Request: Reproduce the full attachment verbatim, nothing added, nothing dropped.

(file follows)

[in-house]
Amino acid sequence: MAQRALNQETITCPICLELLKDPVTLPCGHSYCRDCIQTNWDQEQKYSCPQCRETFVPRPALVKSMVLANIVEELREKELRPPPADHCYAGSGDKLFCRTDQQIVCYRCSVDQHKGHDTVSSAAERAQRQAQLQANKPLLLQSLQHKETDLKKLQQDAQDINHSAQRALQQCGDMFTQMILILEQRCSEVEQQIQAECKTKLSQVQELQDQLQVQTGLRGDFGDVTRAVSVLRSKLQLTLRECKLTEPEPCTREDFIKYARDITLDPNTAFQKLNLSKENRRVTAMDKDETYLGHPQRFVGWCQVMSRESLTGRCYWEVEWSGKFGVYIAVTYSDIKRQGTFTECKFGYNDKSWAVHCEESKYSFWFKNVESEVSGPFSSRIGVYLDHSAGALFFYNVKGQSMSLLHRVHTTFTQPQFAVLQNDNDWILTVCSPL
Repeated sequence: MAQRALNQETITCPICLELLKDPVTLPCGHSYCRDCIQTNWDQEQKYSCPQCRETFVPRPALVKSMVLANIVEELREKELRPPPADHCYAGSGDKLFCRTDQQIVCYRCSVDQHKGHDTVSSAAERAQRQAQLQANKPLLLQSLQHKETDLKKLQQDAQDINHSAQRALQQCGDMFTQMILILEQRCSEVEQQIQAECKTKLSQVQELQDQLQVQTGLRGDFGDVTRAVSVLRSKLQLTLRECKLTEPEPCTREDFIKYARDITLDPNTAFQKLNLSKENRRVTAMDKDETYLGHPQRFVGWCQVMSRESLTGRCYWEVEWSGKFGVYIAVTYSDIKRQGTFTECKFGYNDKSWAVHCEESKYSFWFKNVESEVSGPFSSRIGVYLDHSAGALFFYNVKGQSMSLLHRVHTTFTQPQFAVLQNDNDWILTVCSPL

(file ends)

[in-house]
Amino acid sequence: MAQRALNQETITCPICLELLKDPVTLPCGHSYCRDCIQTNWDQEQKYSCPQCRETFVPRPALVKSMVLANIVEELREKELRPPPADHCYAGSGDKLFCRTDQQIVCYRCSVDQHKGHDTVSSAAERAQRQAQLQANKPLLLQSLQHKETDLKKLQQDAQDINHSAQRALQQCGDMFTQMILILEQRCSEVEQQIQAECKTKLSQVQELQDQLQVQTGLRGDFGDVTRAVSVLRSKLQLTLRECKLTEPEPCTREDFIKYARDITLDPNTAFQKLNLSKENRRVTAMDKDETYLGHPQRFVGWCQVMSRESLTGRCYWEVEWSGKFGVYIAVTYSDIKRQGTFTECKFGYNDKSWAVHCEESKYSFWFKNVESEVSGPFSSRIGVYLDHSAGALFFYNVKGQSMSLLHRVHTTFTQPQFAVLQNDNDWILTVCSPL
Repeated sequence: MAQRALNQETITCPICLELLKDPVTLPCGHSYCRDCIQTNWDQEQKYSCPQCRETFVPRPALVKSMVLANIVEELREKELRPPPADHCYAGSGDKLFCRTDQQIVCYRCSVDQHKGHDTVSSAAERAQRQAQLQANKPLLLQSLQHKETDLKKLQQDAQDINHSAQRALQQCGDMFTQMILILEQRCSEVEQQIQAECKTKLSQVQELQDQLQVQTGLRGDFGDVTRAVSVLRSKLQLTLRECKLTEPEPCTREDFIKYARDITLDPNTAFQKLNLSKENRRVTAMDKDETYLGHPQRFVGWCQVMSRESLTGRCYWEVEWSGKFGVYIAVTYSDIKRQGTFTECKFGYNDKSWAVHCEESKYSFWFKNVESEVSGPFSSRIGVYLDHSAGALFFYNVKGQSMSLLHRVHTTFTQPQFAVLQNDNDWILTVCSPL